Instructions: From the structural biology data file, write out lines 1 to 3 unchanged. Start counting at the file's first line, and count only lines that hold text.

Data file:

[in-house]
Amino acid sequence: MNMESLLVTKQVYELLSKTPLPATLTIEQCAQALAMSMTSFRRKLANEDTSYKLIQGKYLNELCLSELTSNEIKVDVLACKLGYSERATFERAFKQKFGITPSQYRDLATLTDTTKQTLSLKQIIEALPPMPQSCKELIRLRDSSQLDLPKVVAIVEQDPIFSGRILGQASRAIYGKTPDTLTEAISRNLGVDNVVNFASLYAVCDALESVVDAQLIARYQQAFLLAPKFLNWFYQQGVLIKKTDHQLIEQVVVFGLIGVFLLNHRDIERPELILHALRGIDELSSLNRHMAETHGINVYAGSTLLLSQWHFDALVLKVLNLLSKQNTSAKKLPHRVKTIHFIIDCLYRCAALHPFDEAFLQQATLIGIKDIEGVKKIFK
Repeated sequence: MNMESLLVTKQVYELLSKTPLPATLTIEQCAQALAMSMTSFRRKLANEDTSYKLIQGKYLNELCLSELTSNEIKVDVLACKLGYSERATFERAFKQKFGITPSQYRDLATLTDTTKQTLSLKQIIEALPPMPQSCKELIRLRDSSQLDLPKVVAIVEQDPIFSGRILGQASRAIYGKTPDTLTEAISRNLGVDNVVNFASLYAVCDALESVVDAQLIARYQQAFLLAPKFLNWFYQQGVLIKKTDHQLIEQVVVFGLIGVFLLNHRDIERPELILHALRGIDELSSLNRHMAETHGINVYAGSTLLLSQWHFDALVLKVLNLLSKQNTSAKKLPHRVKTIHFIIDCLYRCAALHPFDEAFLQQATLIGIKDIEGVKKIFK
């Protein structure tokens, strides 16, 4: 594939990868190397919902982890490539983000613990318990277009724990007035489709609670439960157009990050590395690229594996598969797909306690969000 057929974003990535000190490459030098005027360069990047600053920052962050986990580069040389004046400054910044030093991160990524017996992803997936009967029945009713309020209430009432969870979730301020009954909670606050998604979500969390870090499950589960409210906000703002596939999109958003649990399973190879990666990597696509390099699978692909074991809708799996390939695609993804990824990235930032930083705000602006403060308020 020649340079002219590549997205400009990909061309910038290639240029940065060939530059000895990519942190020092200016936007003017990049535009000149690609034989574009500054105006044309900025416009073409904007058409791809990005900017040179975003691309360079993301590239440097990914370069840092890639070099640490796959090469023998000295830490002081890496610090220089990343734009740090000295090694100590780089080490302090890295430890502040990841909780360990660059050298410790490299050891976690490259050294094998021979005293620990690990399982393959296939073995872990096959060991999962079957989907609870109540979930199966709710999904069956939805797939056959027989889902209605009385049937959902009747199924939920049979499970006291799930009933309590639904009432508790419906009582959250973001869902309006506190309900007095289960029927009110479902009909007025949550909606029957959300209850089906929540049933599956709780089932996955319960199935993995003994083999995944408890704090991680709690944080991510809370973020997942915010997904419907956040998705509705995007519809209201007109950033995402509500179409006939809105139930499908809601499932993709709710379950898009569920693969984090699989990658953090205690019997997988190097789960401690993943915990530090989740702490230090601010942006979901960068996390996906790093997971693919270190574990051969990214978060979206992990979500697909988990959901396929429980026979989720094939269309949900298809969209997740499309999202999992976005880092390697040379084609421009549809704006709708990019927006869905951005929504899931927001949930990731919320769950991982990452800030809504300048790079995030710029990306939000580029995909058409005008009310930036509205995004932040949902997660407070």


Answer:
[in-house]
Amino acid sequence: MNMESLLVTKQVYELLSKTPLPATLTIEQCAQALAMSMTSFRRKLANEDTSYKLIQGKYLNELCLSELTSNEIKVDVLACKLGYSERATFERAFKQKFGITPSQYRDLATLTDTTKQTLSLKQIIEALPPMPQSCKELIRLRDSSQLDLPKVVAIVEQDPIFSGRILGQASRAIYGKTPDTLTEAISRNLGVDNVVNFASLYAVCDALESVVDAQLIARYQQAFLLAPKFLNWFYQQGVLIKKTDHQLIEQVVVFGLIGVFLLNHRDIERPELILHALRGIDELSSLNRHMAETHGINVYAGSTLLLSQWHFDALVLKVLNLLSKQNTSAKKLPHRVKTIHFIIDCLYRCAALHPFDEAFLQQATLIGIKDIEGVKKIFK
Repeated sequence: MNMESLLVTKQVYELLSKTPLPATLTIEQCAQALAMSMTSFRRKLANEDTSYKLIQGKYLNELCLSELTSNEIKVDVLACKLGYSERATFERAFKQKFGITPSQYRDLATLTDTTKQTLSLKQIIEALPPMPQSCKELIRLRDSSQLDLPKVVAIVEQDPIFSGRILGQASRAIYGKTPDTLTEAISRNLGVDNVVNFASLYAVCDALESVVDAQLIARYQQAFLLAPKFLNWFYQQGVLIKKTDHQLIEQVVVFGLIGVFLLNHRDIERPELILHALRGIDELSSLNRHMAETHGINVYAGSTLLLSQWHFDALVLKVLNLLSKQNTSAKKLPHRVKTIHFIIDCLYRCAALHPFDEAFLQQATLIGIKDIEGVKKIFK